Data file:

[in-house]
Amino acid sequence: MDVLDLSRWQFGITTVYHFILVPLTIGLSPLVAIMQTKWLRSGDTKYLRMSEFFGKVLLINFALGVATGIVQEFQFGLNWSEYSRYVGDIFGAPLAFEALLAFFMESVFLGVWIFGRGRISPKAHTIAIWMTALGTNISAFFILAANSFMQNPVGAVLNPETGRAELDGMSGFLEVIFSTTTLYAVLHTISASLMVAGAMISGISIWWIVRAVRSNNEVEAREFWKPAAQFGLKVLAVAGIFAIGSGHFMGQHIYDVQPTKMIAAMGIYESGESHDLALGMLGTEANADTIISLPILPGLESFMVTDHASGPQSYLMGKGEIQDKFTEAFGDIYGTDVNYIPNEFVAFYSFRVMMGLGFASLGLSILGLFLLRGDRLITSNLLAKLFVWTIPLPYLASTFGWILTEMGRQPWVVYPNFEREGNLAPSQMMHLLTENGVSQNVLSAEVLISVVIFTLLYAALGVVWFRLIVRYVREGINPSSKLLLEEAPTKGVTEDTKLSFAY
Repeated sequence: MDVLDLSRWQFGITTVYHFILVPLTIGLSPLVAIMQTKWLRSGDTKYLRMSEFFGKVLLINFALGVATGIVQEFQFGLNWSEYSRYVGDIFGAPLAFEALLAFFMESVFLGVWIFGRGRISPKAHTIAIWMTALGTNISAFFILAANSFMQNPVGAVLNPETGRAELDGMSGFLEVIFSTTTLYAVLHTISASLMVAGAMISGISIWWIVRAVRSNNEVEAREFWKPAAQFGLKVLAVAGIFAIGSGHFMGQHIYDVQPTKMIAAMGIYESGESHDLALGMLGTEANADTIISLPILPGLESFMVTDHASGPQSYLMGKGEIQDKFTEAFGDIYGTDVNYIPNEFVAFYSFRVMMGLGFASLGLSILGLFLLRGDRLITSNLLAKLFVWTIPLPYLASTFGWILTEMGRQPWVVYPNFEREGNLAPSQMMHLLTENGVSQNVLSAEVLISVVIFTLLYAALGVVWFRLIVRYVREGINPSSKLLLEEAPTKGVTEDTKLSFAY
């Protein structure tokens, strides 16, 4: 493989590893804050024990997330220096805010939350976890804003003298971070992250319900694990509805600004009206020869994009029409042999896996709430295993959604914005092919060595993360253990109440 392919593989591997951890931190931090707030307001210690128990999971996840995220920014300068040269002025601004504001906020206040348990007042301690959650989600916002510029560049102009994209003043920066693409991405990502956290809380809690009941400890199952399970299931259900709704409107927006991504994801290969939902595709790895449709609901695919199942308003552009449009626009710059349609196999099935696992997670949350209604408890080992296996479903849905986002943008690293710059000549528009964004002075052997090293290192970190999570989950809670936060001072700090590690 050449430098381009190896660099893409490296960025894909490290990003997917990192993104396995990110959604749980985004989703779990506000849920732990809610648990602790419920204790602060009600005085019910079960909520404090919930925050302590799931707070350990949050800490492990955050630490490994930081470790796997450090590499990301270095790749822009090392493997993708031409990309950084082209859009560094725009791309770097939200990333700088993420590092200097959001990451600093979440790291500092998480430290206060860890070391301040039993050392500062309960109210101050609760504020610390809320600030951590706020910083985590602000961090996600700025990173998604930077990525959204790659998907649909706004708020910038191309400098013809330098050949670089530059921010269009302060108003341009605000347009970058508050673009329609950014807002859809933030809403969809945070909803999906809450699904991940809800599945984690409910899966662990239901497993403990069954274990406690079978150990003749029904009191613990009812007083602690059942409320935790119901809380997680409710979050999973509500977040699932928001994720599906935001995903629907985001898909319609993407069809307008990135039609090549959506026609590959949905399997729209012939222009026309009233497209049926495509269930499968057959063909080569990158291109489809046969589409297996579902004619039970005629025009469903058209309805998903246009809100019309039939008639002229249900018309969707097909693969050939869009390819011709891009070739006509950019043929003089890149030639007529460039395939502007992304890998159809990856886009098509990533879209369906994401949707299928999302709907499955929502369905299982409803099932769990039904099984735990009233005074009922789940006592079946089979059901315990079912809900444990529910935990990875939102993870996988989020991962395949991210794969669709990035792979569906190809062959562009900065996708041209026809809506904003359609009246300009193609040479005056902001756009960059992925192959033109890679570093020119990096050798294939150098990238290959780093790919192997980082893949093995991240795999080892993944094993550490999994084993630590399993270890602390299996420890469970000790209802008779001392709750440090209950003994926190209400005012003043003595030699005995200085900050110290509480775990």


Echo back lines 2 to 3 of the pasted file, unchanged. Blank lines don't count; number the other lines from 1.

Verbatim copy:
Amino acid sequence: MDVLDLSRWQFGITTVYHFILVPLTIGLSPLVAIMQTKWLRSGDTKYLRMSEFFGKVLLINFALGVATGIVQEFQFGLNWSEYSRYVGDIFGAPLAFEALLAFFMESVFLGVWIFGRGRISPKAHTIAIWMTALGTNISAFFILAANSFMQNPVGAVLNPETGRAELDGMSGFLEVIFSTTTLYAVLHTISASLMVAGAMISGISIWWIVRAVRSNNEVEAREFWKPAAQFGLKVLAVAGIFAIGSGHFMGQHIYDVQPTKMIAAMGIYESGESHDLALGMLGTEANADTIISLPILPGLESFMVTDHASGPQSYLMGKGEIQDKFTEAFGDIYGTDVNYIPNEFVAFYSFRVMMGLGFASLGLSILGLFLLRGDRLITSNLLAKLFVWTIPLPYLASTFGWILTEMGRQPWVVYPNFEREGNLAPSQMMHLLTENGVSQNVLSAEVLISVVIFTLLYAALGVVWFRLIVRYVREGINPSSKLLLEEAPTKGVTEDTKLSFAY
Repeated sequence: MDVLDLSRWQFGITTVYHFILVPLTIGLSPLVAIMQTKWLRSGDTKYLRMSEFFGKVLLINFALGVATGIVQEFQFGLNWSEYSRYVGDIFGAPLAFEALLAFFMESVFLGVWIFGRGRISPKAHTIAIWMTALGTNISAFFILAANSFMQNPVGAVLNPETGRAELDGMSGFLEVIFSTTTLYAVLHTISASLMVAGAMISGISIWWIVRAVRSNNEVEAREFWKPAAQFGLKVLAVAGIFAIGSGHFMGQHIYDVQPTKMIAAMGIYESGESHDLALGMLGTEANADTIISLPILPGLESFMVTDHASGPQSYLMGKGEIQDKFTEAFGDIYGTDVNYIPNEFVAFYSFRVMMGLGFASLGLSILGLFLLRGDRLITSNLLAKLFVWTIPLPYLASTFGWILTEMGRQPWVVYPNFEREGNLAPSQMMHLLTENGVSQNVLSAEVLISVVIFTLLYAALGVVWFRLIVRYVREGINPSSKLLLEEAPTKGVTEDTKLSFAY